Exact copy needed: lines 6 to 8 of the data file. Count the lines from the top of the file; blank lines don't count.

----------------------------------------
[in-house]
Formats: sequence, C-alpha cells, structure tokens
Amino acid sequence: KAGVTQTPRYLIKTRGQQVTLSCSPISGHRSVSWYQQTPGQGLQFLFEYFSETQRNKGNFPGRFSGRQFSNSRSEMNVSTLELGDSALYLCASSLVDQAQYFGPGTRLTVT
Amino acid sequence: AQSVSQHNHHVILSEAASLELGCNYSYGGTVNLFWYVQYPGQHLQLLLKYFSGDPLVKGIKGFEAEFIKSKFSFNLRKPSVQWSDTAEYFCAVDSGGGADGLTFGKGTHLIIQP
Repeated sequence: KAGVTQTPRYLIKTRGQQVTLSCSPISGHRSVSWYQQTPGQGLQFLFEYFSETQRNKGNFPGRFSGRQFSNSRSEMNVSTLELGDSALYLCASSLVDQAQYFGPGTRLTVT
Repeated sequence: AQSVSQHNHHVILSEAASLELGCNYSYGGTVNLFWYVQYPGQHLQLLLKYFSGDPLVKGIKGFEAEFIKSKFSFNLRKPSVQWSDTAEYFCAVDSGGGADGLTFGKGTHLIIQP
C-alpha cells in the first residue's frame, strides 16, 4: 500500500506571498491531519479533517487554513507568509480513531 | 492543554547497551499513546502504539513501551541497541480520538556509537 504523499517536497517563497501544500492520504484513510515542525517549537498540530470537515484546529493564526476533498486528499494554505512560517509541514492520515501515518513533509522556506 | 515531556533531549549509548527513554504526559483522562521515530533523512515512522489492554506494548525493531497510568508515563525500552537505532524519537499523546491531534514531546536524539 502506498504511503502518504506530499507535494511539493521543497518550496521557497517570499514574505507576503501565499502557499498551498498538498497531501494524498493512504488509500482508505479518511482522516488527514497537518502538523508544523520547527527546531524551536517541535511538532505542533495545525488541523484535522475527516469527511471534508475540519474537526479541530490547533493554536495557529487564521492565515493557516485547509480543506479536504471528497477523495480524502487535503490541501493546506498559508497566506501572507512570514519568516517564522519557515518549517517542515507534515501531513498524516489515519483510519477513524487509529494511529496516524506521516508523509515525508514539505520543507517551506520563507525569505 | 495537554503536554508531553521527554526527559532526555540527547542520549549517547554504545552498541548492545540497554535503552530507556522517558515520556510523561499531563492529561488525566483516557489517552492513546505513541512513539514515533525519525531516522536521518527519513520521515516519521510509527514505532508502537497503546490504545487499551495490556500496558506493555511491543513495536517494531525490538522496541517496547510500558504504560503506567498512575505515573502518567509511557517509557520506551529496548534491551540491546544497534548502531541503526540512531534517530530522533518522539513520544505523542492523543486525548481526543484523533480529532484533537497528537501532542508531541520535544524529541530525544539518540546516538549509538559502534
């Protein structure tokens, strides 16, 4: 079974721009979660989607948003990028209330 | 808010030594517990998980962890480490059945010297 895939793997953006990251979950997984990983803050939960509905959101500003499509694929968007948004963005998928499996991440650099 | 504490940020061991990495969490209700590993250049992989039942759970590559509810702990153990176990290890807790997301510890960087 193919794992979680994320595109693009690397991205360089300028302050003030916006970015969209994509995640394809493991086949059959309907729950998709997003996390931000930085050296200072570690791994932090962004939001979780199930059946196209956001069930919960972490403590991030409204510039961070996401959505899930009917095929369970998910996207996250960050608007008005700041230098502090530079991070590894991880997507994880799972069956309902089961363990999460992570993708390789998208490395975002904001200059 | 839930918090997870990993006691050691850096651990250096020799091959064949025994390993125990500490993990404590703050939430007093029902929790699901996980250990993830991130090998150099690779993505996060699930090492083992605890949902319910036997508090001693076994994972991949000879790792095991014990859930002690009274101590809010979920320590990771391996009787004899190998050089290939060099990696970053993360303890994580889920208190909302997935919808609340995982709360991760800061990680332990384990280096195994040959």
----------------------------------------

Repeated sequence: AQSVSQHNHHVILSEAASLELGCNYSYGGTVNLFWYVQYPGQHLQLLLKYFSGDPLVKGIKGFEAEFIKSKFSFNLRKPSVQWSDTAEYFCAVDSGGGADGLTFGKGTHLIIQP
C-alpha cells in the first residue's frame, strides 16, 4: 500500500506571498491531519479533517487554513507568509480513531 | 492543554547497551499513546502504539513501551541497541480520538556509537 504523499517536497517563497501544500492520504484513510515542525517549537498540530470537515484546529493564526476533498486528499494554505512560517509541514492520515501515518513533509522556506 | 515531556533531549549509548527513554504526559483522562521515530533523512515512522489492554506494548525493531497510568508515563525500552537505532524519537499523546491531534514531546536524539 502506498504511503502518504506530499507535494511539493521543497518550496521557497517570499514574505507576503501565499502557499498551498498538498497531501494524498493512504488509500482508505479518511482522516488527514497537518502538523508544523520547527527546531524551536517541535511538532505542533495545525488541523484535522475527516469527511471534508475540519474537526479541530490547533493554536495557529487564521492565515493557516485547509480543506479536504471528497477523495480524502487535503490541501493546506498559508497566506501572507512570514519568516517564522519557515518549517517542515507534515501531513498524516489515519483510519477513524487509529494511529496516524506521516508523509515525508514539505520543507517551506520563507525569505 | 495537554503536554508531553521527554526527559532526555540527547542520549549517547554504545552498541548492545540497554535503552530507556522517558515520556510523561499531563492529561488525566483516557489517552492513546505513541512513539514515533525519525531516522536521518527519513520521515516519521510509527514505532508502537497503546490504545487499551495490556500496558506493555511491543513495536517494531525490538522496541517496547510500558504504560503506567498512575505515573502518567509511557517509557520506551529496548534491551540491546544497534548502531541503526540512531534517530530522533518522539513520544505523542492523543486525548481526543484523533480529532484533537497528537501532542508531541520535544524529541530525544539518540546516538549509538559502534
């Protein structure tokens, strides 16, 4: 079974721009979660989607948003990028209330 | 808010030594517990998980962890480490059945010297 895939793997953006990251979950997984990983803050939960509905959101500003499509694929968007948004963005998928499996991440650099 | 504490940020061991990495969490209700590993250049992989039942759970590559509810702990153990176990290890807790997301510890960087 193919794992979680994320595109693009690397991205360089300028302050003030916006970015969209994509995640394809493991086949059959309907729950998709997003996390931000930085050296200072570690791994932090962004939001979780199930059946196209956001069930919960972490403590991030409204510039961070996401959505899930009917095929369970998910996207996250960050608007008005700041230098502090530079991070590894991880997507994880799972069956309902089961363990999460992570993708390789998208490395975002904001200059 | 839930918090997870990993006691050691850096651990250096020799091959064949025994390993125990500490993990404590703050939430007093029902929790699901996980250990993830991130090998150099690779993505996060699930090492083992605890949902319910036997508090001693076994994972991949000879790792095991014990859930002690009274101590809010979920320590990771391996009787004899190998050089290939060099990696970053993360303890994580889920208190909302997935919808609340995982709360991760800061990680332990384990280096195994040959």